Storage Guide

From a Gigabyte to a Terabyte - 10 Years of Storage Development

From a Gigabyte to a Terabyte - 10 Years of Storage Development

Timeline: 2003 - 2008

2003 - 2008


  • Serial Advanced Technology Attachment (SATA) was introduced to replace the older IDE interface (Integrated Drive Electronics). SATA's main advantages over PATA are faster transfer of data, hot swapping, thinner cables and hence better ventilation within the casing, and lastly, more reliable operation.

    Still, SATA was not without its flaws, which led to the introduction of SATA II or SATA 3.0Gbps. SATA II's main improvement is the implementation of Native Command Queuing (NCQ), which helps improve multi-tasking performance. Its throughput of 300MB/s is also twice that of its predecessor.

  • Shortly after SATA was introduced, Seagate rolled out the world's first SATA hard drive - Seagate Barracuda ATA V Plus (7200 RPM) . We were not too impressed by its performance, seeing that it even lost to some of the older parallel ATA hard drives . Clearly, the drive was not yet taking full advantage of the added bandwidth that SATA provided.

  • Hot on the footsteps of Seagate, Western Digital announced the Western Digital Raptor WD360GD (SATA) . Spinning at 10,000 RPM, it offered SCSI-like performance at a more affordable price. As such, we saw no reason not to give it the full 5 stars.

  • The world's first 15,000 RPM drive was finally launched by Seagate - the Seagate Cheetah 15K.3. However, the 15,000 segment was not theirs alone as Maxtor too had their own 15,000 RPM drive - the Maxtor Atlas 15K. Hence, we put these two head-to-head to see which was best. - Maxtor Atlas 15K vs. Seagate Cheetah 15K.3 . The Cheetah lived up to its name and trumped the Atlas in almost all of the tests. It was so good that we ended up giving it our Best Performance award.
  • 2003 saw many improvements in hard drive technology and there was more to come, the Hitachi Travelstar 7K60 (7200RPM) was not only the first 2.5-inch hard drive, but also the first to use GMR to achieve a disk areal density of up to 50Gbits/sq.inch. In short, this is a laptop hard disk offering desktop levels of performance. Needless to say, it garnered the full 5 stars from us.



  • Western Digital announced the Western Digital Raptor WD740GD (SATA) which was a further improvement on the earlier Western Digital Raptor WD360GD (SATA) . And like its predecessor, it was fast, so much so that it was probably the fastest available hard drive available for desktops at that time. 5 stars!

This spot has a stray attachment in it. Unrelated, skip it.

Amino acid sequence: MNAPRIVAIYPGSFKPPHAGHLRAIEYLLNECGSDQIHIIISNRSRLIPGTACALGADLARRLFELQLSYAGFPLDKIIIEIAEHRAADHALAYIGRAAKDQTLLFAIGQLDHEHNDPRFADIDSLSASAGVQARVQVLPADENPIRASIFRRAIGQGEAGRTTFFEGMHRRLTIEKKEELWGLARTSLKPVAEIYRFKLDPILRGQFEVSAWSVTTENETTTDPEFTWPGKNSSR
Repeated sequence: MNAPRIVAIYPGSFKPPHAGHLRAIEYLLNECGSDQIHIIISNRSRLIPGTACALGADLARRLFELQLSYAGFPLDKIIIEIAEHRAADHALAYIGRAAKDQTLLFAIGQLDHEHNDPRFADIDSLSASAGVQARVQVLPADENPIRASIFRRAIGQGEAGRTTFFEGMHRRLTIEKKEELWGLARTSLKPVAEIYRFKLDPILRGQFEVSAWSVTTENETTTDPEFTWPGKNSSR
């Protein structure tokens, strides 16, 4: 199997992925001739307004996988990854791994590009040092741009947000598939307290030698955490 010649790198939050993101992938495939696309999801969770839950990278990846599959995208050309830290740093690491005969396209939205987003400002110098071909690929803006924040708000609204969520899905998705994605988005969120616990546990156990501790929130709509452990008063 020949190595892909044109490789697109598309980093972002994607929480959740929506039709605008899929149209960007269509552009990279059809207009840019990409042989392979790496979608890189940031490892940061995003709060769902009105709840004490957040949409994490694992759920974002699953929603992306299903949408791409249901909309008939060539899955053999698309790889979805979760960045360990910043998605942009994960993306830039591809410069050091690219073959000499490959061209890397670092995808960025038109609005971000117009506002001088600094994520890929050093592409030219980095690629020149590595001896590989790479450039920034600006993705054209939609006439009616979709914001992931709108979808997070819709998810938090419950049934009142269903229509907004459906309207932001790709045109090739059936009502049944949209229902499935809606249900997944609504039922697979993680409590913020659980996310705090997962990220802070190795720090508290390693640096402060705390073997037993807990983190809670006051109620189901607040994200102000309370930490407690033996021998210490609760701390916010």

• Although flash memory had, by then, became the storage solution of choice amongst many, they continued to lack in terms of raw capacity. In light of this, Seagate introduced a very unique little product - Seagate 5.0GB Pocket Hard Drive - so called because it was small enough to fit into your pockets.
  • What's more amazing, however, was that it offered 5GB of storage. How is that possible you might wonder? The answer to this is that it employed a special 1-inch hard drive. Equally amazing was that despite its small size, it offered rather decent performance, and the only thing that kept it from the full 5 stars was its exorbitant price.

  • Toshiba, together with Samsung, formed the Toshiba Samsung Storage Technology Corporation. This company specializes in manufacturing optical disc drives. Curiously, Toshiba owns 51% of its company stock, whereas the remaining 49% was owned by Samsung.



  • Toshiba became the first company to manufacture a commercial hard disk making use of Perpendicular Magnetic Recording technology (PMR). PMR is a technology that is capable of increasing the storage density of hard disks by up to three times. Seagate soon followed suit and even mentioned that its subsequent models would be made using this technology.
  • One of the most interesting storage solutions we reviewed all year was the Gigabyte i-RAM , a storage card which employed standard computer RAM as a hard disk. While the idea of using solid state memory as a hard disk was not new, credit must be given where credit was due, so kudos to Gigabyte for being the one of the first to come up with a product like this.

    As expected, the i-RAM smashed, trampled, and then spat on the 10,000 RPM Western Digital Raptor that was its benchmarking partner. For sheer speed, it was unmatched, and as such, it was awarded our Most Innovative Product Award.



  • The first Blu-ray and HD-DVD players and movies were sold. A single layer, single sided HD-DVD can hold up 15GB worth of data, over three times more than a standard DVD. A single layer, single sided Blu-ray disc on the other hand can hold 25GB, about five times as much.
  • SD secured their position as the leading memory card by announcing the SDHC (Secure Digital High Capacity). These high memory cards could provide up to 32GB of storage, much more than SD's competitors had to offer.
  • Not wanting to be left out, Sony and NEC together formed Sony NEC Optiarc, a company that also specializes in manufacturing optical disc drives for OEM desktops and notebooks.
  • Maxtor, the world's third largest manufacturer of hard disks, was acquired by Seagate for US$1.9 billion. This made Seagate the undisputed juggernaut amongst hard disk manufacturers.



  • Consumer 3.5" hard disks finally breached the 1 terabyte mark. The first consumer 1TB drive was Hitachi's Deskstar 7K1000 and it was made possible because of PMR technology.



  • On January 4th, Warner Bros. pledged support to Blu-ray, stating that it would stop releasing movies on the HD-DVD format after May 2008. With the largest movie studio backing Blu-ray, HD-DVD was officially dead.

  • Seagate, using PMR technology, announced a 1.5TB hard disk. It marked a 500GB jump in capacity, the largest ever in the last five decades of hard disk evolution.